What makes the SG have 'the thing' that the Les Paul doesnt have..

CoolRene

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Yeah its strange..when i try and raise the action, it almost sounds like the strings loose resination

If thats the correct spelling/word
Higher action should resonate more, so it’s got to be your trussrod adjustment. If it’s too deep at the center, it creates kind of a “ski slope” shape near the neck joint that dampens the tone on the higher frets. If you’re not comfortable about modifying your trussrod setting, get a (good) tech to do it.
 

drivers1959

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I have been playing Les Pauls since the start. I rarely visit shops and when I do, I try Les Pauls.

Recently a friend gave me a visit and instead of the usual LPs, he brought a '61 SG VOS Maestro with him. That thing sounded awesome. Eventually we made a deal and Im now the new owner.

It has that... Bite.. It is less warm, but it has soo much more bite than my 2003 Brazilian '59. I guess bite is the proper word to describe how it sounds.

I am not sold on the body shape, looks of the SG, its fragile heel area and the neck diving, so it will be put up for sale.

However, I am wondering what makes the guitar have this.. 'Thing'? Is it the thin mahogany body or is it all the metal parts of the maestro vibrato... Not sure.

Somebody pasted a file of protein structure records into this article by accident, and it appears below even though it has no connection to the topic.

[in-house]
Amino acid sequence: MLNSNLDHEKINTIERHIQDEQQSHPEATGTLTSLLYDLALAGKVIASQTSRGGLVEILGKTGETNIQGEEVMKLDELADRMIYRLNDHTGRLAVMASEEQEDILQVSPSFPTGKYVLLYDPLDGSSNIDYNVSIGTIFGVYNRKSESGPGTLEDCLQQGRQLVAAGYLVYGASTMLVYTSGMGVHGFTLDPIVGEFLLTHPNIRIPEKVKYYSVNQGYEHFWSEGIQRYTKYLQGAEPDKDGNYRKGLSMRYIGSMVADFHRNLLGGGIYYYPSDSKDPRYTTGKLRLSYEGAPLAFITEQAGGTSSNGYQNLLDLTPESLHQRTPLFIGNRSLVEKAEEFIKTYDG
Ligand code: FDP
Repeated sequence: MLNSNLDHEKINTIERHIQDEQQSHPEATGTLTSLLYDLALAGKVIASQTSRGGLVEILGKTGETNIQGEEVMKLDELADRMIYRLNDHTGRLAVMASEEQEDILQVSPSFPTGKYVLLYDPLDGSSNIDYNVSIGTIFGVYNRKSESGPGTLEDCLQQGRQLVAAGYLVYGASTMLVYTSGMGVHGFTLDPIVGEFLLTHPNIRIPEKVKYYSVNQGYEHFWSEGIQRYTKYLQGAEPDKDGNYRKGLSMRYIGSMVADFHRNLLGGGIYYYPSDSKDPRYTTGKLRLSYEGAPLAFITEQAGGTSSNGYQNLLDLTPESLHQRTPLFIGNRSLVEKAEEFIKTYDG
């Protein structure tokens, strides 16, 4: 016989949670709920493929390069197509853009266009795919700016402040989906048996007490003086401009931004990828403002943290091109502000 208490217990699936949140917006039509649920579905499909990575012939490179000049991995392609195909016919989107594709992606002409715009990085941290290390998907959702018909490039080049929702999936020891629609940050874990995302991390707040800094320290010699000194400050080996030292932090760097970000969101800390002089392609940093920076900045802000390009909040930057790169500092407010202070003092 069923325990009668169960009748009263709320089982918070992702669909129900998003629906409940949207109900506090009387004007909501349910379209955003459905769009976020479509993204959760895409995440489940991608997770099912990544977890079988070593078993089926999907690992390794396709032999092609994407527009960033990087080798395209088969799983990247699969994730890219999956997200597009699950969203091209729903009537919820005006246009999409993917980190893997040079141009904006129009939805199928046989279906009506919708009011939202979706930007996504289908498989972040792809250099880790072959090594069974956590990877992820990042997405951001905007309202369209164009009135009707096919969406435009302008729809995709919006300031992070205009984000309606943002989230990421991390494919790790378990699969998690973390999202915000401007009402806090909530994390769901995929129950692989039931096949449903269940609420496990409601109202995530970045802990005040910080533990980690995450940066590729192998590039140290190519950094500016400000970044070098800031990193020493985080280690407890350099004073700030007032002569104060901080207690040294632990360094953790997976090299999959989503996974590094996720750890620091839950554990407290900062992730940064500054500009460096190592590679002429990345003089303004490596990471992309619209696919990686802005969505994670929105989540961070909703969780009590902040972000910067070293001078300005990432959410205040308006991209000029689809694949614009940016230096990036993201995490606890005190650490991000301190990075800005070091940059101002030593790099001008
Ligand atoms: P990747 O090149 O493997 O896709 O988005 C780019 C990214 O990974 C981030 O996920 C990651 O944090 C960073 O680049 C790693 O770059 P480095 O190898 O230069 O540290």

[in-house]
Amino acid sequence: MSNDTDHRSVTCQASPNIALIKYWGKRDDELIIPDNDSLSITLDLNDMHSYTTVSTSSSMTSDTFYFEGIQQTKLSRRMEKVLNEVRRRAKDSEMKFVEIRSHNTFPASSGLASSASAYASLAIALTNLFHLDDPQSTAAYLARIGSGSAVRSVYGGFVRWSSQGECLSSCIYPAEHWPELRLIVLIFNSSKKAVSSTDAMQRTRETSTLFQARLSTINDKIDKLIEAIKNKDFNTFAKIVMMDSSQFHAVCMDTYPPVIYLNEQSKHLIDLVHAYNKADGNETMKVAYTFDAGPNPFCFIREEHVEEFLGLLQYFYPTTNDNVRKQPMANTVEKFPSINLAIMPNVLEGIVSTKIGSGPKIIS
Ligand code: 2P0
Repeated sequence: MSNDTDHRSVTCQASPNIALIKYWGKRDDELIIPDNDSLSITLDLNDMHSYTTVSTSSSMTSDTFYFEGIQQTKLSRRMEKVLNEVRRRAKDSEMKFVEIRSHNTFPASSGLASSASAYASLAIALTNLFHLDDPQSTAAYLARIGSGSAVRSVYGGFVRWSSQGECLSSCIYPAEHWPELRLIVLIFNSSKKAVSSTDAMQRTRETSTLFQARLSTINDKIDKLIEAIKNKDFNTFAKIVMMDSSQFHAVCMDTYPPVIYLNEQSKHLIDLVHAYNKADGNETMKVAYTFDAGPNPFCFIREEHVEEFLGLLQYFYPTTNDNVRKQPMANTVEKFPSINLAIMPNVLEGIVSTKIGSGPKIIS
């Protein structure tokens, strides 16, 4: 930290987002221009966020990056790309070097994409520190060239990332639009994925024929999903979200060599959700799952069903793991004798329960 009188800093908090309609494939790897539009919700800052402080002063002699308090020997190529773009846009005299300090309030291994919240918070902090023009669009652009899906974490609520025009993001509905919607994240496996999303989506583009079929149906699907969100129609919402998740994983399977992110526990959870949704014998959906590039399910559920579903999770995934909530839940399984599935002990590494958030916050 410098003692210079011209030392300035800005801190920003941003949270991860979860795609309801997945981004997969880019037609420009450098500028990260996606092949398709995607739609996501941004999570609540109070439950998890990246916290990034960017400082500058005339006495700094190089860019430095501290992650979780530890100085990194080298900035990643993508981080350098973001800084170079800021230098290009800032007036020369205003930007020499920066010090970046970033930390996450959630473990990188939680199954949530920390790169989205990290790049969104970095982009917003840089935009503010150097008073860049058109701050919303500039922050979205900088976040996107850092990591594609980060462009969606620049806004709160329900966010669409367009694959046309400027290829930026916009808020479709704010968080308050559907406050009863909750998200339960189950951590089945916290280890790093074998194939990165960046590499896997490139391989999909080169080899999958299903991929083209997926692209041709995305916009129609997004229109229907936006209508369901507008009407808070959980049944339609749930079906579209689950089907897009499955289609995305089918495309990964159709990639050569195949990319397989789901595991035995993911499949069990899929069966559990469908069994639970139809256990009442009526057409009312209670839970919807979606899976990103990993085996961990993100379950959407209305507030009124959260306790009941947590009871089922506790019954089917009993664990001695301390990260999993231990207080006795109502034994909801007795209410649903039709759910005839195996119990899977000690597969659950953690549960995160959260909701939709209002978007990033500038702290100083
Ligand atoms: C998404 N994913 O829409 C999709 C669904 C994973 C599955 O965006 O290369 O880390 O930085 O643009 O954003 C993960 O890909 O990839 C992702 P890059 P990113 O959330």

Angus young seems to like the SG....as far as the biting..yea maybe partly due to it's shape, as the pickups are typically stock, some 2 or 3 pickup..and some with p90's ..i'm a huge Gibson owner and the SG is one i've never owned maybe one day,..i played my friends SG years ago and loved it...still love my LP's
 

CoolRene

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My first "real" electric was an 80s Firebrand SG. Played the piss out of it, traded it towards a hockey stick necked Kramer (it was the 80s).

I'm the "Derek Trucks" in my band, playing his slide parts on the TTB songs we cover. I can pull it off on my Les Pauls, but getting to the high registers to get to that "high E" is not easy.

So many modern reissue SGs have historically accurate skinny necks, so I haven't pulled the trigger yet.

I really want to try a 64 Reissue SG, but haven't seen any around here yet.
Yep: ‘64 RI is the way !
 

Rogueaverage616

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Higher action should resonate more, so it’s got to be your trussrod adjustment. If it’s too deep at the center, it creates kind of a “ski slope” shape near the neck joint that dampens the tone on the higher frets. If you’re not comfortable about modifying your trussrod setting, get a (good) tech to do it.
Nope, as far as guitar Techery, i go as far as Making my own nuts, and cutting the slots..etc..

So truss rod adjustment is no trouble…doing this on the other hand? I leave this to master Craftsman
 

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CoolRene

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Nope, as far as guitar Techery, i go as far as Making my own nuts, and cutting the slots..etc..

So truss rod adjustment is no trouble…doing this on the other hand? I leave this to master Craftsman
Wow… then you should have no problem :) have a good setup !
 

Rogueaverage616